This quest is a fishing expedition and we should not assume in advance the nature of the fish we will catch. Clearing up the fog about the nature of UAP is an important service to society, irrespective of what we find. The possibility that UAP are of extraterrestrial origin is not a wild speculation, since we know that a substantial fraction of all Sun-like stars host a planet of Earth’s size at a similar separation. Most stars formed billions of years before the Sun, allowing probes to cross the Milky-Way galaxy many times. It would be arrogant of us to relax on the sofa at home and ask: “where is everybody?” without looking through our windows for any neighbors.

The search for UAP cannot be fulfilled by NASA’s Perseverance Rover surveying the surface of Mars, nor can it be fulfilled by searching for oxygen in the atmospheres of exoplanets. It is a new quest for the unknown that did not receive proper attention by the scientific community so far; including from the community of scientists engaged in the Search for Extraterrestrial Intelligence (SETI) — which focused primarily on techno-signatures from other stars, such as radio or laser signals.

The congressional hearing removed the taboo on a serious discussion about UAP. Government must be considered as the “adult in the room” since its mission is to protect the Nation. If congress is discussing UAP seriously, scientists must engage.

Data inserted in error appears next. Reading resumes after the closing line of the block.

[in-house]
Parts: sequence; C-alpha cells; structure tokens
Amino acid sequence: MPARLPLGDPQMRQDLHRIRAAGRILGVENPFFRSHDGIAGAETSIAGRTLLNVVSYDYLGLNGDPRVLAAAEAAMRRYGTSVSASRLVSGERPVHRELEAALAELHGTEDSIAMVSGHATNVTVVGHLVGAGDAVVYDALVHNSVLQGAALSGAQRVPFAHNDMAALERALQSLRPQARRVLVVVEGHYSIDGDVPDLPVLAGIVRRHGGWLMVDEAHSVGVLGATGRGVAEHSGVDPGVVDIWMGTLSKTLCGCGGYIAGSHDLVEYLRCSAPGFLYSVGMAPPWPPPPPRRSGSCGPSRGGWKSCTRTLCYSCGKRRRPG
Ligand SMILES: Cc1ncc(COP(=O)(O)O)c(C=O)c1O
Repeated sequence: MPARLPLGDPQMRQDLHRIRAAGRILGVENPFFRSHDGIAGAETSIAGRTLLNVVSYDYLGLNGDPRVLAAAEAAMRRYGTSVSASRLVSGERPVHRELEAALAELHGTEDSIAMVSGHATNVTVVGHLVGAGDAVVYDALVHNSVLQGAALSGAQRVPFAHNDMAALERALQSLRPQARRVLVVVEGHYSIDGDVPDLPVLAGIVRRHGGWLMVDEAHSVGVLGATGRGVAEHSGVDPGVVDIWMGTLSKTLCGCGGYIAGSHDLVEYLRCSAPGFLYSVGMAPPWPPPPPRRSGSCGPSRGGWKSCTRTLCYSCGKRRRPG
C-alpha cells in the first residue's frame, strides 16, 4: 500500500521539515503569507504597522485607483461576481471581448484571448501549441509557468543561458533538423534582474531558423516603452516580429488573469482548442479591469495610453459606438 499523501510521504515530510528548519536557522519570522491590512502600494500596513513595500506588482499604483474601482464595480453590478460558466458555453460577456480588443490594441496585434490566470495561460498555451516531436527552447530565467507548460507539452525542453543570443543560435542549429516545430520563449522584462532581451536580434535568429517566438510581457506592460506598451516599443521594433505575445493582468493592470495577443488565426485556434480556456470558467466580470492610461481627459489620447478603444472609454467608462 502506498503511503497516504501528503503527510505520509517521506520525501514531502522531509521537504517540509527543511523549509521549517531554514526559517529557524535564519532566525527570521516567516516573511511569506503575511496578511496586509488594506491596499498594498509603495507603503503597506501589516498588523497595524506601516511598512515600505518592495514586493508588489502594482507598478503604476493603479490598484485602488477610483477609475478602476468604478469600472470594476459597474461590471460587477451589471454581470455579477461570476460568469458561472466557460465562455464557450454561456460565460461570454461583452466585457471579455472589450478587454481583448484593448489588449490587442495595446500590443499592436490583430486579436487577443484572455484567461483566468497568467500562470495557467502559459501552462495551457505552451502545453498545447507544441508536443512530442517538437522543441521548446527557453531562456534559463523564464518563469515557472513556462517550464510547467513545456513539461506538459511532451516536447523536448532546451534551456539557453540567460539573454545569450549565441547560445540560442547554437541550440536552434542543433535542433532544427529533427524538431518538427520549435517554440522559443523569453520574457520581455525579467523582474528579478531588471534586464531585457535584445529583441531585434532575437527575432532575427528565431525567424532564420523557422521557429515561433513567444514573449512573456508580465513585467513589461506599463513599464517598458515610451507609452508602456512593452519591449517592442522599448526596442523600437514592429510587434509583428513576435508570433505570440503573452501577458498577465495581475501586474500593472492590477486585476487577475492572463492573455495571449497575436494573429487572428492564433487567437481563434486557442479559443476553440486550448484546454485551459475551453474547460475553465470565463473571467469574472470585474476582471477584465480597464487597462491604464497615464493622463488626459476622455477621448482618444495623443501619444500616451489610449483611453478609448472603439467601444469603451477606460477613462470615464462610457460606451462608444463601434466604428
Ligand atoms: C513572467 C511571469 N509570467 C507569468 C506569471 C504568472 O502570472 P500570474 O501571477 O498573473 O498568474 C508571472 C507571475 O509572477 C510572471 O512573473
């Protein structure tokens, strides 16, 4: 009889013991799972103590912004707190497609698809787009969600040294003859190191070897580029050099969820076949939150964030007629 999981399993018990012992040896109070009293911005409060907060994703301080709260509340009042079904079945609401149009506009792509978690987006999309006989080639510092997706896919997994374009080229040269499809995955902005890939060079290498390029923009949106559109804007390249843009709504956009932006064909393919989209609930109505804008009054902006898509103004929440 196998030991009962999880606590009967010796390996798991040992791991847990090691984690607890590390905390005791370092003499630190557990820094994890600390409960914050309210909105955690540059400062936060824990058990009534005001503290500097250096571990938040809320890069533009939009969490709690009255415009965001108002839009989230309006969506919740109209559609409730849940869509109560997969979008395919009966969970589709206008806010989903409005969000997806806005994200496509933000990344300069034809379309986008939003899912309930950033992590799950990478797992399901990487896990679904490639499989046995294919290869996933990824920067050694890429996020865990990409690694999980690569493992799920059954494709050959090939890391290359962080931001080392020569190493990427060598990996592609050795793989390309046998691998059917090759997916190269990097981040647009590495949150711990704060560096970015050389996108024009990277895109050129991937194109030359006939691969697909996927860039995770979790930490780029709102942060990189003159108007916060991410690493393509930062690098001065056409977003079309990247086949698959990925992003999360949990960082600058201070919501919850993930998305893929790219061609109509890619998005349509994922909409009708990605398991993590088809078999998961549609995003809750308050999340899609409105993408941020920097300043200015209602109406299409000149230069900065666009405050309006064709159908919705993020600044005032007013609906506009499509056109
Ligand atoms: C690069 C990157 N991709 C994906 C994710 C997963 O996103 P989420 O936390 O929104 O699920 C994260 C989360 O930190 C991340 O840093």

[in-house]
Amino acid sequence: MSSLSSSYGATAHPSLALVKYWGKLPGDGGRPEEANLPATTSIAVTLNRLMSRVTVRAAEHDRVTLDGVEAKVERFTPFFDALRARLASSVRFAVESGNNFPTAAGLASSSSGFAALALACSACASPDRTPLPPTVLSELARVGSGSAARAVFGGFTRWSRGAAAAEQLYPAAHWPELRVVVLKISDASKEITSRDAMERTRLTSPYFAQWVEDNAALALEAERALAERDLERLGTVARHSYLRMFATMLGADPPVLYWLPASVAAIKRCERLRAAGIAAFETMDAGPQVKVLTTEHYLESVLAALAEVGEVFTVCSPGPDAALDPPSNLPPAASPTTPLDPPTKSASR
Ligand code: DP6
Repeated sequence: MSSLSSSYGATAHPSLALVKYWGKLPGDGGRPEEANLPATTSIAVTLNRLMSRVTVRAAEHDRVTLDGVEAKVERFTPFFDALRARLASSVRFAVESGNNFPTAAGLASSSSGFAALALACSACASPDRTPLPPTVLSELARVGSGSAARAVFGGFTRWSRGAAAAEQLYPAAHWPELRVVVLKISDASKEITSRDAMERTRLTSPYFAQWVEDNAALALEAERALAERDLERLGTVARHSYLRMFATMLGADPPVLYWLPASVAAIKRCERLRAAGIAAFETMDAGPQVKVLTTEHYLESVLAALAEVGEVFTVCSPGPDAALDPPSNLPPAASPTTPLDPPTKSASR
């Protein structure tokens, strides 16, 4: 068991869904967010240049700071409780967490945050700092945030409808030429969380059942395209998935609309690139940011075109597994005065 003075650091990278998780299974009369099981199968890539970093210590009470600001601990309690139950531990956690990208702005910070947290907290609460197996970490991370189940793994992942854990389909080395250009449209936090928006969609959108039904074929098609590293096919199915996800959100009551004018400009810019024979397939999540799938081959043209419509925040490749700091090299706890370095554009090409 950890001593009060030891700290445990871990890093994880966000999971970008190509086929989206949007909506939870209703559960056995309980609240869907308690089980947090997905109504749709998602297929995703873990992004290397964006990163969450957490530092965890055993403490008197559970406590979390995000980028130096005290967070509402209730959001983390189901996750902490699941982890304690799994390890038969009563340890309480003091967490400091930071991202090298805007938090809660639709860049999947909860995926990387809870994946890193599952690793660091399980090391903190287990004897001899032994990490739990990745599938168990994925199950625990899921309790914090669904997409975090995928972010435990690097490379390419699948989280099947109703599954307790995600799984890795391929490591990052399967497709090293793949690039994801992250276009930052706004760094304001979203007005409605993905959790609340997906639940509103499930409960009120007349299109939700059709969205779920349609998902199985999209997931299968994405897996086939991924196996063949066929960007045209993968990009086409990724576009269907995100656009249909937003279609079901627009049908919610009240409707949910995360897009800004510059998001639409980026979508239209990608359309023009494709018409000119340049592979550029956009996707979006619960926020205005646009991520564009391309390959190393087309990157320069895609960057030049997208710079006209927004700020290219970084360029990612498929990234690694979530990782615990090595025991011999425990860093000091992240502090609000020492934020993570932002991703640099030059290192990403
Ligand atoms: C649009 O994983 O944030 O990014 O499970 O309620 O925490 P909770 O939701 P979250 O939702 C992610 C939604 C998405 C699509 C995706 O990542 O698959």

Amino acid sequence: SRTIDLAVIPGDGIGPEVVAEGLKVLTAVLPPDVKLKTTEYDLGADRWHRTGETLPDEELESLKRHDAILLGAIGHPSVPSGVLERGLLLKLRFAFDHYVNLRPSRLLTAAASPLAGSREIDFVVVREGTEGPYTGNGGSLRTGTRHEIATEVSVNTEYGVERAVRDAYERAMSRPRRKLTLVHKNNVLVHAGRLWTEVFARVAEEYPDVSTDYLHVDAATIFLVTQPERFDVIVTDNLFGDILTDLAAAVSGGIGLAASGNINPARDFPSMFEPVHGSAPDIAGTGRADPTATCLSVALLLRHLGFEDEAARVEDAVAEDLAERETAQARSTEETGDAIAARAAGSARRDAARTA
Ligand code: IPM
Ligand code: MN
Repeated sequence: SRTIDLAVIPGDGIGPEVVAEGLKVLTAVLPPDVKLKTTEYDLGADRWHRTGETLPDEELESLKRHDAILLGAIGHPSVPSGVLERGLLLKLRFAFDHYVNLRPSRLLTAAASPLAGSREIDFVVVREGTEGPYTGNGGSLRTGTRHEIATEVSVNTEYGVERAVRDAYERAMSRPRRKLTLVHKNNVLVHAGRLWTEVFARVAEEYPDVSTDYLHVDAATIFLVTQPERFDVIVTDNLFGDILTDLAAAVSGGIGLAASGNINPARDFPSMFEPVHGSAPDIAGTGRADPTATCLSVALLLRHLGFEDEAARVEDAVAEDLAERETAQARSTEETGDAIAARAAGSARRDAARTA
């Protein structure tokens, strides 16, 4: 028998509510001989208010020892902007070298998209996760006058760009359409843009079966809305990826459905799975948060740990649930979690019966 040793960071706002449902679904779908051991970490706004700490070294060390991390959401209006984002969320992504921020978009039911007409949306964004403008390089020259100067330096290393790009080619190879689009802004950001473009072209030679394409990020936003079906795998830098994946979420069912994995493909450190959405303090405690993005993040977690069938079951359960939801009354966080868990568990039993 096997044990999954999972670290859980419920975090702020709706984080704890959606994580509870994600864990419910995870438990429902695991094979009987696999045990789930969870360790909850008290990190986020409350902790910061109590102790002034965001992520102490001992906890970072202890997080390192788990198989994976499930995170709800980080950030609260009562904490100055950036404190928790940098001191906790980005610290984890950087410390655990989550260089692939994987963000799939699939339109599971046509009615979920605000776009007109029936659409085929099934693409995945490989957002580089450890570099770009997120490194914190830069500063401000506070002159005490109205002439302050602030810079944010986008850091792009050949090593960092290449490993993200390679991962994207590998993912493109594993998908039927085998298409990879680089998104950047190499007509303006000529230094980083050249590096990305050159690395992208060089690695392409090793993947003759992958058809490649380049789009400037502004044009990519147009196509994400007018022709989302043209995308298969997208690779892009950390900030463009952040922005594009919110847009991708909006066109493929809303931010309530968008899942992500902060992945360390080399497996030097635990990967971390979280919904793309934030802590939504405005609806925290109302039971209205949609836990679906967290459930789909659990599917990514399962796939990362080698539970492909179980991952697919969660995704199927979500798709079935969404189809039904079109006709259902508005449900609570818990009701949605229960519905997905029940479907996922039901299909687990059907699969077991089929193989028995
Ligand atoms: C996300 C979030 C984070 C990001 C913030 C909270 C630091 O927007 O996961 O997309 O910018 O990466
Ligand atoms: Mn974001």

UAP reports are most likely a mixed bag. Many objects may have mundane explanations.

But in order to figure out whether an anomalous object exists for which human-made or natural origins can be excluded, we need to retrieve new data with the best possible instruments at our disposal today, and not rely on inferior quality data from past decades.

Here’s hoping that the government and science will work together to figure out the nature of UAP. This will advance our understanding of the reality we all share, well beyond the intricate politics of Washington DC and academia.


Credit: Rear Admiral Tim Gallaudet (May 17, 2022)

Avi Loeb is the head of the Galileo Project, founding director of Harvard University’s — Black Hole Initiative, director of the Institute for Theory and Computation at the Harvard-Smithsonian Center for Astrophysics, and the former chair of the astronomy department at Harvard University (2011–2020). He chairs the advisory board for the Breakthrough Starshot project, and is a former member of the President’s Council of Advisors on Science and Technology and a former chair of the Board on Physics and Astronomy of the National Academies. He is the bestselling author of “Extraterrestrial: The First Sign of Intelligent Life Beyond Earth” and a co-author of the textbook “Life in the Cosmos”, both published in 2021.



Avi Loeb

Avi Loeb is the Baird Professor of Science and Institute director at Harvard University and the bestselling author of “Extraterrestrial” and "Interstellar".